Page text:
These commands produce roman function names in math mode with proper spacing.

`\arccos`

¶Inverse cosine

`\arcsin`

¶Inverse sine

`\arctan`

¶Inverse tangent

`\arg`

¶Angle between the real axis and a point in the complex plane

`\bmod`

¶Binary modulo operator, used as in

`\( 5\bmod 3=2 \)`

`\cos`

¶Cosine

`\cosh`

¶Hyperbolic cosine

`\cot`

¶Cotangent

`\coth`

¶Hyperbolic cotangent

`\csc`

¶Cosecant

`\deg`

¶Degrees

`\det`

¶Determinant

`\dim`

¶Dimension

`\exp`

¶Exponential

`\gcd`

¶Greatest common divisor

`\hom`

¶Homomorphism

`\inf`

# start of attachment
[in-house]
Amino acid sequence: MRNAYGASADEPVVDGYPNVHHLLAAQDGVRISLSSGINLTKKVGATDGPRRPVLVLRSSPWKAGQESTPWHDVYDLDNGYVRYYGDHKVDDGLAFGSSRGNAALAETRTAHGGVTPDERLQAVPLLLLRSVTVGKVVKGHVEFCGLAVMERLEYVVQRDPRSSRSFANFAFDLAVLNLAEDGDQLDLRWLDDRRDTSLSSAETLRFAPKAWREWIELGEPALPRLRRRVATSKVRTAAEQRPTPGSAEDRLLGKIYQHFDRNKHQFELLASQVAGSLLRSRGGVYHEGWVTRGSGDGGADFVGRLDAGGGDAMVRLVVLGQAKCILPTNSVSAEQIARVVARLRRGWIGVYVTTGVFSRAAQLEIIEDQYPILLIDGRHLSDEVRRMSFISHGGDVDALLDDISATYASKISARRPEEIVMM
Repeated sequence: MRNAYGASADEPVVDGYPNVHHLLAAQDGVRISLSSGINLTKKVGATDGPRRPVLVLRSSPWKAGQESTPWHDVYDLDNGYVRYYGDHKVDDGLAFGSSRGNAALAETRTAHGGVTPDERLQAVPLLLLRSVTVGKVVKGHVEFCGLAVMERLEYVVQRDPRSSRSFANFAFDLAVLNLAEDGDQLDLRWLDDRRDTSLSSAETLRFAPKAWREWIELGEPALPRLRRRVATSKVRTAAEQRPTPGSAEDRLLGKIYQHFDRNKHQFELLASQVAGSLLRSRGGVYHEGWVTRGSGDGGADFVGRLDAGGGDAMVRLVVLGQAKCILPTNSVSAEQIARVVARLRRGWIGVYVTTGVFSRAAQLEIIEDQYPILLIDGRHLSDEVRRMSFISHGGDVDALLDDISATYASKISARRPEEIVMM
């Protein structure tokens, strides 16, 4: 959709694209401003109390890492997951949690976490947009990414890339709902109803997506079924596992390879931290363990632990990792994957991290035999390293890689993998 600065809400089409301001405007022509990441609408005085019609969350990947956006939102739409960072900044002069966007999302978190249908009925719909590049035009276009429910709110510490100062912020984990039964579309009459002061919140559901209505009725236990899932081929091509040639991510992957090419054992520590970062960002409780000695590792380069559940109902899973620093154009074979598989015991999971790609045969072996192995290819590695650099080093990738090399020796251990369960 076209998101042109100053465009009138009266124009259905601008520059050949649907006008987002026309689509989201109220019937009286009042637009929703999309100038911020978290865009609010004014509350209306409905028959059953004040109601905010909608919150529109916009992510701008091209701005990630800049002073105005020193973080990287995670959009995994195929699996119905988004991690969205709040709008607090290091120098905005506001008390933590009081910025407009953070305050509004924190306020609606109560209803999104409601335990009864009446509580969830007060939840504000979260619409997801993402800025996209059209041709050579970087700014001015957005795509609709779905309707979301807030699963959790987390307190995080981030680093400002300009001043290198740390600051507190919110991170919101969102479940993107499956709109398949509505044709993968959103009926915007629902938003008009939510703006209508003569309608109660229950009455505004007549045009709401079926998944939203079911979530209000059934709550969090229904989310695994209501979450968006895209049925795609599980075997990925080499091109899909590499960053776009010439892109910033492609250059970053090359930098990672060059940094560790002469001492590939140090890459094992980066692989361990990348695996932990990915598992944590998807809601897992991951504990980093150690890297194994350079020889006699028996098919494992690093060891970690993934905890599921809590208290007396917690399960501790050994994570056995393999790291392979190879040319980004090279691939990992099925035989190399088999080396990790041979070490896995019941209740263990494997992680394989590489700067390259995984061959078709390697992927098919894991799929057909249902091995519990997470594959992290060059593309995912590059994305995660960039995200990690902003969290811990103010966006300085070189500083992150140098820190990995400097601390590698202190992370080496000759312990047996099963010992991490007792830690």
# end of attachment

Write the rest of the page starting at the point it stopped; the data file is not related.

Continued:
¶Infimum

`\ker`

¶Kernel

`\lg`

¶Base 2 logarithm

`\lim`

¶Limit

`\liminf`

¶Limit inferior

`\limsup`

¶Limit superior

`\ln`

¶Natural logarithm

`\log`

¶Logarithm

`\max`

¶Maximum

`\min`

¶Minimum

`\pmod`

¶Parenthesized modulus, as used in

`\( 5\equiv 2\pmod 3 \)`

`\Pr`

¶Probability

`\sec`

¶Secant

`\sin`

¶Sine

`\sinh`

¶Hyperbolic sine

`\sup`

¶Supremum sup

`\tan`

¶Tangent

`\tanh`

¶Hyperbolic tangent

The `amsmath`

package adds improvements on some of these, and
also allows you to define your own. The full documentation is on CTAN,
but briefly, you can define an identity operator with
`\DeclareMathOperator{\identity}{id}`

that is like the ones
above but prints as ‘`id`’. The starred form
`\DeclareMathOperator*{\op}{op}`

sets any superscript or
subscript to be above and below, as is traditional with `\lim`

,
`\sup`

, or `\max`

.